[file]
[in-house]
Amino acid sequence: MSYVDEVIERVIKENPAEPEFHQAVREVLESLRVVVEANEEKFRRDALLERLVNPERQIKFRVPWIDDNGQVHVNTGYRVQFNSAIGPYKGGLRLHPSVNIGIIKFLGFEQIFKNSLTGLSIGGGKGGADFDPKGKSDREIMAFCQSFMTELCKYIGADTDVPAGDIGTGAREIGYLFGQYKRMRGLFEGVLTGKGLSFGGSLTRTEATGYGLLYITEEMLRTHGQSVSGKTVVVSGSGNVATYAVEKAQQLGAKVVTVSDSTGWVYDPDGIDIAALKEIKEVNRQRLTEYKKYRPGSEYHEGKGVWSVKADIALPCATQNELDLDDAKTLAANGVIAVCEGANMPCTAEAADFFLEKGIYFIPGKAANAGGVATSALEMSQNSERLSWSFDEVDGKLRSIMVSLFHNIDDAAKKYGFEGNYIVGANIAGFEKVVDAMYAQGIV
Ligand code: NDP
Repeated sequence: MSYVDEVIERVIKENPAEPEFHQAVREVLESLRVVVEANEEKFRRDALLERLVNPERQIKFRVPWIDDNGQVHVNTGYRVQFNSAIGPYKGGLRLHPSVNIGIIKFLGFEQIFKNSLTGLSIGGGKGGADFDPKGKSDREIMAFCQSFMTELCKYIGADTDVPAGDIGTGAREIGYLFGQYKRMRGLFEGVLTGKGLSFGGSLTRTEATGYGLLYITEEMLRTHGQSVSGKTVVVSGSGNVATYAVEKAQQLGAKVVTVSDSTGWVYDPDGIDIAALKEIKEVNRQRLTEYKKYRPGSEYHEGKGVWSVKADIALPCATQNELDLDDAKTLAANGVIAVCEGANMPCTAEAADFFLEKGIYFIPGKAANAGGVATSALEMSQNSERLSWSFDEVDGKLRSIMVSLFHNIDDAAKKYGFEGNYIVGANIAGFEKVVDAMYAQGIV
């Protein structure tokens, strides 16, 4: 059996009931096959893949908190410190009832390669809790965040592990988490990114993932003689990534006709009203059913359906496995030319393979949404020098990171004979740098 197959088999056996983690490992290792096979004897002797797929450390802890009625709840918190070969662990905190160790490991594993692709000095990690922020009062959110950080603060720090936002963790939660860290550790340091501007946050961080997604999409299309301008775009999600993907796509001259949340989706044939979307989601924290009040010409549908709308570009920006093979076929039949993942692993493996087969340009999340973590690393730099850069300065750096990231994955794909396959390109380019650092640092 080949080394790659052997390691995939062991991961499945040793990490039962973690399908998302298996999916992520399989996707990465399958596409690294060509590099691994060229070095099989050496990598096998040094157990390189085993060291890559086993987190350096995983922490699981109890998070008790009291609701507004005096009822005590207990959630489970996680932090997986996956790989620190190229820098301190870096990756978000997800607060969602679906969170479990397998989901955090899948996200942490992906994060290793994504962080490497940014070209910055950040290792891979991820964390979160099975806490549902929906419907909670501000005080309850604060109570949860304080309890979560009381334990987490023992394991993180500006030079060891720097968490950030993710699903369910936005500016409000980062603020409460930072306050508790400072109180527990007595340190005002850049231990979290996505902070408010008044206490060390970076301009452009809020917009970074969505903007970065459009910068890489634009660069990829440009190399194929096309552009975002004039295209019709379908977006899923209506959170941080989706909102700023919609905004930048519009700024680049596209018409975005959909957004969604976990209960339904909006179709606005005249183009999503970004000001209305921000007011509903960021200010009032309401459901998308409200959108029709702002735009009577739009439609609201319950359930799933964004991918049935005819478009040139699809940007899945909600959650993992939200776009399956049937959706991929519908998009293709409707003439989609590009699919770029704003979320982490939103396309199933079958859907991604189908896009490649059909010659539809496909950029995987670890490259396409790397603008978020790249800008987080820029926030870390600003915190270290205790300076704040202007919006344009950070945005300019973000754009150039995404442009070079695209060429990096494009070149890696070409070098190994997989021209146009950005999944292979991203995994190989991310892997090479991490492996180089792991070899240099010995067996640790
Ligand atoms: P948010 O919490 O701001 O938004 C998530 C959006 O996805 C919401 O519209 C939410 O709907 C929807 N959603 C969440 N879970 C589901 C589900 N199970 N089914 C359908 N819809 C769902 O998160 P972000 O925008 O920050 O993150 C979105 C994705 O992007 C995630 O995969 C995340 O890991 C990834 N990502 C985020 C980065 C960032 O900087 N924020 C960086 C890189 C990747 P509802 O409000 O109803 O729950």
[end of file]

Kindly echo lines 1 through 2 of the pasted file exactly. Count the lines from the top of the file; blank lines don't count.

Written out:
[in-house]
Amino acid sequence: MSYVDEVIERVIKENPAEPEFHQAVREVLESLRVVVEANEEKFRRDALLERLVNPERQIKFRVPWIDDNGQVHVNTGYRVQFNSAIGPYKGGLRLHPSVNIGIIKFLGFEQIFKNSLTGLSIGGGKGGADFDPKGKSDREIMAFCQSFMTELCKYIGADTDVPAGDIGTGAREIGYLFGQYKRMRGLFEGVLTGKGLSFGGSLTRTEATGYGLLYITEEMLRTHGQSVSGKTVVVSGSGNVATYAVEKAQQLGAKVVTVSDSTGWVYDPDGIDIAALKEIKEVNRQRLTEYKKYRPGSEYHEGKGVWSVKADIALPCATQNELDLDDAKTLAANGVIAVCEGANMPCTAEAADFFLEKGIYFIPGKAANAGGVATSALEMSQNSERLSWSFDEVDGKLRSIMVSLFHNIDDAAKKYGFEGNYIVGANIAGFEKVVDAMYAQGIV